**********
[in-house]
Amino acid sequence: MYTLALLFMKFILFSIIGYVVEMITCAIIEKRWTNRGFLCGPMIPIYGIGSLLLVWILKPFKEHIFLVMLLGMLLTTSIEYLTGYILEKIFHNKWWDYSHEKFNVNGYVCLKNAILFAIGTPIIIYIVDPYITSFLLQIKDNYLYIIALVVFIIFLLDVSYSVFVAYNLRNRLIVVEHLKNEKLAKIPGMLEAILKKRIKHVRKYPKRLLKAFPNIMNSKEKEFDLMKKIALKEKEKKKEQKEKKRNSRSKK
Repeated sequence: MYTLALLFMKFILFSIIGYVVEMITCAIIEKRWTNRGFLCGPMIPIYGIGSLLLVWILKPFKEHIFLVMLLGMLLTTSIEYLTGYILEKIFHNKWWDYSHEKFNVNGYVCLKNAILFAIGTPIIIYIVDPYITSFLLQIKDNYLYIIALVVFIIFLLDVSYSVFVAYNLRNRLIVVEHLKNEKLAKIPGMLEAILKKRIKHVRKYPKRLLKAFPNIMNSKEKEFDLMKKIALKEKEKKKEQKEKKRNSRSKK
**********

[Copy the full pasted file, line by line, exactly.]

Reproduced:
[in-house]
Amino acid sequence: MYTLALLFMKFILFSIIGYVVEMITCAIIEKRWTNRGFLCGPMIPIYGIGSLLLVWILKPFKEHIFLVMLLGMLLTTSIEYLTGYILEKIFHNKWWDYSHEKFNVNGYVCLKNAILFAIGTPIIIYIVDPYITSFLLQIKDNYLYIIALVVFIIFLLDVSYSVFVAYNLRNRLIVVEHLKNEKLAKIPGMLEAILKKRIKHVRKYPKRLLKAFPNIMNSKEKEFDLMKKIALKEKEKKKEQKEKKRNSRSKK
Repeated sequence: MYTLALLFMKFILFSIIGYVVEMITCAIIEKRWTNRGFLCGPMIPIYGIGSLLLVWILKPFKEHIFLVMLLGMLLTTSIEYLTGYILEKIFHNKWWDYSHEKFNVNGYVCLKNAILFAIGTPIIIYIVDPYITSFLLQIKDNYLYIIALVVFIIFLLDVSYSVFVAYNLRNRLIVVEHLKNEKLAKIPGMLEAILKKRIKHVRKYPKRLLKAFPNIMNSKEKEFDLMKKIALKEKEKKKEQKEKKRNSRSKK